Flaccid and machine-made, 72 Seasons is an essential experience for those devoid of hearing. Metallica prove once and for all that James Hetfield was right. They really are just average musicians whose explosive, lightning-in-a-bottle experience forty years prior to the release of this was a one-trick pony. Dripping pyrite into the ears of dedicated fans, 72 Seasons is the foolish errors of Hetfield and company, the frontman with his fascinating failure to grasp meaning in the English language. The first eighteen years, the formative days broken down by over an hour of terrible decisions and bizarre reasoning, based on “breaking free of those bondages we carry.” Whatever that means.
Custard yellow dominates the ironic, burnt-out instruments on the front of 72 Seasons. Metallica is burnt out. They have been for the whole of this century. No clearer is that than their inability to look to the future. 72 Seasons, as an album and an opening track, look back on those first eighteen years with tiresome results. Riffs on Shadows Follow feel more akin to late-stage cultural padding than anything of truth or worth. Hetfield, lyrically, is abysmal. Code red in his head and unable to piece together anything emotionally apparent. Shadows Follow devolves into listing off the thrash metal caricatures and the synonyms that come from describing it. Each and every track from 72 Seasons struggles to marry modern Metallica to its past. Lengthy emptiness is frequent. Meaningless headbanging mush appears to be the aim. Sleepwalk My Life Away is apt and empty.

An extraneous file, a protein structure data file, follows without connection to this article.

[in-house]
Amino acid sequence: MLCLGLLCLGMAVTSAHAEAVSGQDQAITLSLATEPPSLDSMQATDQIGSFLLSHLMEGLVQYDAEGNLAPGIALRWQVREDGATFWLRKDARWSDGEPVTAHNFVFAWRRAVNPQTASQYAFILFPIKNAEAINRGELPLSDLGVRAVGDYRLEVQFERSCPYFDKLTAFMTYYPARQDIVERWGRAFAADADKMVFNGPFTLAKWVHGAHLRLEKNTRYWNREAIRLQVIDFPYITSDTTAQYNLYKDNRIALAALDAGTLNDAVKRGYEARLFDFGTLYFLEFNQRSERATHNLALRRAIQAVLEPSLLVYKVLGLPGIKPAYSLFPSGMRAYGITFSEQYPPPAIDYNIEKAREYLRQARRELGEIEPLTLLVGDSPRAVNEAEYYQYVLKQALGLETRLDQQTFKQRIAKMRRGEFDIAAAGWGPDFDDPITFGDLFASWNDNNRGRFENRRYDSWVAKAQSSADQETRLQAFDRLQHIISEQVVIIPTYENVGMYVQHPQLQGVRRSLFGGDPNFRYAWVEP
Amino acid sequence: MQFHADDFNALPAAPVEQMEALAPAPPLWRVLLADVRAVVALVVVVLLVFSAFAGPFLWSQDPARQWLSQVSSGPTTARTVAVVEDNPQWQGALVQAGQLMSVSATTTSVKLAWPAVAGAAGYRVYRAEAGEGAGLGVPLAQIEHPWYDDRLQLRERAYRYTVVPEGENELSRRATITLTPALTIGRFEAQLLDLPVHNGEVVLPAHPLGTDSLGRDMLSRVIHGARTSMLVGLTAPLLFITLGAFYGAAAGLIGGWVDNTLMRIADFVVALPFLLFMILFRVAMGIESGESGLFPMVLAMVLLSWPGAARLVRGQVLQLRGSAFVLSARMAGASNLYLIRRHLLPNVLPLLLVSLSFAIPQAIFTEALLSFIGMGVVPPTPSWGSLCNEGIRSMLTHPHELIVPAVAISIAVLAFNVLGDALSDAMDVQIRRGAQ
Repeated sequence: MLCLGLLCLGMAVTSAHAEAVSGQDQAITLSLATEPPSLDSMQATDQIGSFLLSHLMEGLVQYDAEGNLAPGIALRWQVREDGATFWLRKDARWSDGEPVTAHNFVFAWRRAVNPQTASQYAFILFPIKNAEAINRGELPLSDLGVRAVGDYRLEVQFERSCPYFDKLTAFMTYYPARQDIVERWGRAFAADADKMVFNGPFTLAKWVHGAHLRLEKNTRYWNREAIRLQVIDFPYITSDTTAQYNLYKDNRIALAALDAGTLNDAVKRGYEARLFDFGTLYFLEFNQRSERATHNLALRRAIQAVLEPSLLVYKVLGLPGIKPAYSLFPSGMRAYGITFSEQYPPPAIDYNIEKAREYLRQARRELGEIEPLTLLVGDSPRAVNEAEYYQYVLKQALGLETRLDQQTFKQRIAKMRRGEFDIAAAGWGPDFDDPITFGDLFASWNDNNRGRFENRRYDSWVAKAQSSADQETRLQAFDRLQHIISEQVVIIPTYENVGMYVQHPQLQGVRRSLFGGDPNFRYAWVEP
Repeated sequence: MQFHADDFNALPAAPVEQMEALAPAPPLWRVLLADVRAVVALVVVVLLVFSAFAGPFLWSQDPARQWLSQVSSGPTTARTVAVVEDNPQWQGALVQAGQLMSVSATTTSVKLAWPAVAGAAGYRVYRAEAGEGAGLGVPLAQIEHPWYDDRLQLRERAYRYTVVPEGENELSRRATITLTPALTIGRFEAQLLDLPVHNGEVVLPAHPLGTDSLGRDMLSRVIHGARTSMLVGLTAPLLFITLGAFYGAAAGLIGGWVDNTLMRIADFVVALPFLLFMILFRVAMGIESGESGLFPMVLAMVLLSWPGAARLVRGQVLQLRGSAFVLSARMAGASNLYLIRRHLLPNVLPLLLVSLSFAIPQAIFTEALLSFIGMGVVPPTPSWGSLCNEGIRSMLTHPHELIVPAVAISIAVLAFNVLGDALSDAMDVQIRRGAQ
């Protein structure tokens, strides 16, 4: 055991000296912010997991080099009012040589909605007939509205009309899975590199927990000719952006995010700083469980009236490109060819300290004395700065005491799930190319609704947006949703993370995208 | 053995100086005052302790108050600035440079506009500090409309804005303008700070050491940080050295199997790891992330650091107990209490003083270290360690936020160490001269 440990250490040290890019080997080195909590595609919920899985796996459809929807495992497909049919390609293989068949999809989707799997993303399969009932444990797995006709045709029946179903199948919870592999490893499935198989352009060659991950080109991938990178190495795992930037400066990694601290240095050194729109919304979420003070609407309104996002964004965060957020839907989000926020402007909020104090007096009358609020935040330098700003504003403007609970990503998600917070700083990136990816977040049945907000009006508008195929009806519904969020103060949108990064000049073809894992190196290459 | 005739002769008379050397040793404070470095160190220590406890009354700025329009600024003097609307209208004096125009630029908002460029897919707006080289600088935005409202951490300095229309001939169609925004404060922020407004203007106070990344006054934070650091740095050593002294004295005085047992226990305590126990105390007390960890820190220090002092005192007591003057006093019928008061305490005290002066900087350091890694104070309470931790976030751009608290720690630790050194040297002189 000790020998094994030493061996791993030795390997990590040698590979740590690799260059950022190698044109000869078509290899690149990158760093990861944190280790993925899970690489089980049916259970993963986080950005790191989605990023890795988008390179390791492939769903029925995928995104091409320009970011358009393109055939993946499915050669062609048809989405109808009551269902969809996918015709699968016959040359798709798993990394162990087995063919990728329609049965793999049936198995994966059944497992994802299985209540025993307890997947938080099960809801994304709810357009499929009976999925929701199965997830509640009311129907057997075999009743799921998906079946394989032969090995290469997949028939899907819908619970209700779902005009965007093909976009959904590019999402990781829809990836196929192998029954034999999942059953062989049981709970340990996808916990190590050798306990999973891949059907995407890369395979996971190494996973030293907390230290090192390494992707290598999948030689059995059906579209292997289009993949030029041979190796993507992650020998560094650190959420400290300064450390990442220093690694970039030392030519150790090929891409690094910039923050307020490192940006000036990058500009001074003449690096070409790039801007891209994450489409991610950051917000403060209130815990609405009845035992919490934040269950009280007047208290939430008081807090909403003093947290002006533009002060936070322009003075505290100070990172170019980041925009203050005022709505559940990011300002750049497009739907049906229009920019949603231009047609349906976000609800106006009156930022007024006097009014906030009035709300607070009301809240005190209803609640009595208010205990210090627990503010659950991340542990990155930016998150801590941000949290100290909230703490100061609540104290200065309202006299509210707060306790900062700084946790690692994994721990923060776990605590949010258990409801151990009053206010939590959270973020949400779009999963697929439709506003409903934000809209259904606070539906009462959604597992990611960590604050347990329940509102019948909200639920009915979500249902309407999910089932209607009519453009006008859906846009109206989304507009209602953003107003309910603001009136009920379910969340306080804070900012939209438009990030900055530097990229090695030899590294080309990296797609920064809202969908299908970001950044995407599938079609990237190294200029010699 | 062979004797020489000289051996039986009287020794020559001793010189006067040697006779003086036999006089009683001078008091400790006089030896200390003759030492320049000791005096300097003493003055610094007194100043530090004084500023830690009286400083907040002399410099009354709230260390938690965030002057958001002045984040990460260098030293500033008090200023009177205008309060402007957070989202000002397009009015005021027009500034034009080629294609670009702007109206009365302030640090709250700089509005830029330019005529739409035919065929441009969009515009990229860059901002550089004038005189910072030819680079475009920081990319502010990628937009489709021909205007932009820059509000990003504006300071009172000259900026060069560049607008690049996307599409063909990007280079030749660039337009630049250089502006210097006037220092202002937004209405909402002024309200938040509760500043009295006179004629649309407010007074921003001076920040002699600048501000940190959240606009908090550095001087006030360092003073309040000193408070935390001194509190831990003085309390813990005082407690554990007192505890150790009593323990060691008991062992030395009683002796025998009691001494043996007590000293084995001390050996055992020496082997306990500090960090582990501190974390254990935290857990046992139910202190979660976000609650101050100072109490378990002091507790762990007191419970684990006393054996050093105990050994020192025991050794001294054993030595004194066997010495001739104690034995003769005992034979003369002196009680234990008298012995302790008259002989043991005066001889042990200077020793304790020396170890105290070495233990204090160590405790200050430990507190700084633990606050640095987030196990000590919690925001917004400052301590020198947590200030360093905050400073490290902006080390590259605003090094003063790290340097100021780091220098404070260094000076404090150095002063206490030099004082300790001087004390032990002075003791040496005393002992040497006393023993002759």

Just like all the tracks on here, Metallica has failed to make any discernible, intense differences. Less confidence, less in the way of ample lyrical material, just a whining and lifeless experience that has flat guitar solos that are used as a tiresome foundation for each track. You Must Burn! showcases Hetfield’s lack of lyrical ambition as he waxes off about henchmen and burning down history. Metallica is burning down their own with this recent stretch of dire albums. A staggered attempt at positivity flows through that track, but the longevity of each bit on this, the Hetfield and Hammett-hogging guitar solos are as bleak as they are uninteresting. Broad strokes with no sincerity behind them.
From font to feeling to featured tracks that dribbled out as singles, 72 Seasons showcases very little in the way of Metallica returning to their roots, as the proposed meaning of this piece would assume. The trouble with all of this, with every second of 72 Seasons, is how even in pinpointing moments of strife and personal struggle, as Metallica often do with their broad strokes, it feels completely unemotional. A singular palette to continually paint from. Too Far Gone? Yes, they are. Inamorata and the meaning behind it showcase Metallica are still appealing to that enamoured emptiness. Still, that closing track is briefly, in spots, the best of a bad bunch. Lacking the punch of powerful metal tracks, 72 Seasons is let down by a strange and flat mixing, an eventless spectacle that hopes longevity and legacy will replace quality and genuine reflection.